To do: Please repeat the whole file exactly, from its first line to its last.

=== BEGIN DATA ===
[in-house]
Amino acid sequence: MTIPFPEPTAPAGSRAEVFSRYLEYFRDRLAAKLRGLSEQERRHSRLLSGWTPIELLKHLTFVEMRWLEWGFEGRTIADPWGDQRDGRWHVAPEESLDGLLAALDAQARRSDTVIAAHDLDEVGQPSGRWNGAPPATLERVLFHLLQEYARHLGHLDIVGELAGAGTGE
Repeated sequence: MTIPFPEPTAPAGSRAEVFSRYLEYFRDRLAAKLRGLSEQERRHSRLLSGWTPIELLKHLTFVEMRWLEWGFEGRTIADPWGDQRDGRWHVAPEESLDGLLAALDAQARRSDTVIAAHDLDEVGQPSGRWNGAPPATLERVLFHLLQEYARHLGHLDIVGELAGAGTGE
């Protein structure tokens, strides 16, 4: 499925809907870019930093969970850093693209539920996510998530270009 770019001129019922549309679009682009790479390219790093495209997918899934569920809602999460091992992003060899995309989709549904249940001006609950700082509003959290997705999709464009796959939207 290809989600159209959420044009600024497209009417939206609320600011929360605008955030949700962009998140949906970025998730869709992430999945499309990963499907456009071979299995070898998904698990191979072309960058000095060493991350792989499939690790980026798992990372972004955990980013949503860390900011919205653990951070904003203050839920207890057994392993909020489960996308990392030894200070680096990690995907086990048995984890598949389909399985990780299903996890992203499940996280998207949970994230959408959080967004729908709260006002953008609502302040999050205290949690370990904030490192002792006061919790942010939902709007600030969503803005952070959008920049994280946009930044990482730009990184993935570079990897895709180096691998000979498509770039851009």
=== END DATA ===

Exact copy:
[in-house]
Amino acid sequence: MTIPFPEPTAPAGSRAEVFSRYLEYFRDRLAAKLRGLSEQERRHSRLLSGWTPIELLKHLTFVEMRWLEWGFEGRTIADPWGDQRDGRWHVAPEESLDGLLAALDAQARRSDTVIAAHDLDEVGQPSGRWNGAPPATLERVLFHLLQEYARHLGHLDIVGELAGAGTGE
Repeated sequence: MTIPFPEPTAPAGSRAEVFSRYLEYFRDRLAAKLRGLSEQERRHSRLLSGWTPIELLKHLTFVEMRWLEWGFEGRTIADPWGDQRDGRWHVAPEESLDGLLAALDAQARRSDTVIAAHDLDEVGQPSGRWNGAPPATLERVLFHLLQEYARHLGHLDIVGELAGAGTGE
């Protein structure tokens, strides 16, 4: 499925809907870019930093969970850093693209539920996510998530270009 770019001129019922549309679009682009790479390219790093495209997918899934569920809602999460091992992003060899995309989709549904249940001006609950700082509003959290997705999709464009796959939207 290809989600159209959420044009600024497209009417939206609320600011929360605008955030949700962009998140949906970025998730869709992430999945499309990963499907456009071979299995070898998904698990191979072309960058000095060493991350792989499939690790980026798992990372972004955990980013949503860390900011919205653990951070904003203050839920207890057994392993909020489960996308990392030894200070680096990690995907086990048995984890598949389909399985990780299903996890992203499940996280998207949970994230959408959080967004729908709260006002953008609502302040999050205290949690370990904030490192002792006061919790942010939902709007600030969503803005952070959008920049994280946009930044990482730009990184993935570079990897895709180096691998000979498509770039851009």